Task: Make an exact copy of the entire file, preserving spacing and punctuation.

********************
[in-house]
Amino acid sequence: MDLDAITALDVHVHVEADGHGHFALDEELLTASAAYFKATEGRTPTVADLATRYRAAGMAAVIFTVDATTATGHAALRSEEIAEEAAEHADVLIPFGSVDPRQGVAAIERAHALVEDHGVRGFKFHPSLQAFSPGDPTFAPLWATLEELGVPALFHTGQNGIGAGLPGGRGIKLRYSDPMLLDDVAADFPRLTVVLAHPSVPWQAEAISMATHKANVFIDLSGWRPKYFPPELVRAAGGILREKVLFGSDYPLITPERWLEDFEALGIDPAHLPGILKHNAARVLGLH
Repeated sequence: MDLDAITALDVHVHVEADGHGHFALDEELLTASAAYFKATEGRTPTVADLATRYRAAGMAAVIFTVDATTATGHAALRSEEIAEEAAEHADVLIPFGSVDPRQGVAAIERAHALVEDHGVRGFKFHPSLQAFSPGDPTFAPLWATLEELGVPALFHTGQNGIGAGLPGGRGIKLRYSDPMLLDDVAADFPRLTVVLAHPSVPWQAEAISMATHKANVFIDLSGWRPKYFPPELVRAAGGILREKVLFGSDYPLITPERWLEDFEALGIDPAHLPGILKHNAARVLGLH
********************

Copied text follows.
[in-house]
Amino acid sequence: MDLDAITALDVHVHVEADGHGHFALDEELLTASAAYFKATEGRTPTVADLATRYRAAGMAAVIFTVDATTATGHAALRSEEIAEEAAEHADVLIPFGSVDPRQGVAAIERAHALVEDHGVRGFKFHPSLQAFSPGDPTFAPLWATLEELGVPALFHTGQNGIGAGLPGGRGIKLRYSDPMLLDDVAADFPRLTVVLAHPSVPWQAEAISMATHKANVFIDLSGWRPKYFPPELVRAAGGILREKVLFGSDYPLITPERWLEDFEALGIDPAHLPGILKHNAARVLGLH
Repeated sequence: MDLDAITALDVHVHVEADGHGHFALDEELLTASAAYFKATEGRTPTVADLATRYRAAGMAAVIFTVDATTATGHAALRSEEIAEEAAEHADVLIPFGSVDPRQGVAAIERAHALVEDHGVRGFKFHPSLQAFSPGDPTFAPLWATLEELGVPALFHTGQNGIGAGLPGGRGIKLRYSDPMLLDDVAADFPRLTVVLAHPSVPWQAEAISMATHKANVFIDLSGWRPKYFPPELVRAAGGILREKVLFGSDYPLITPERWLEDFEALGIDPAHLPGILKHNAARVLGLH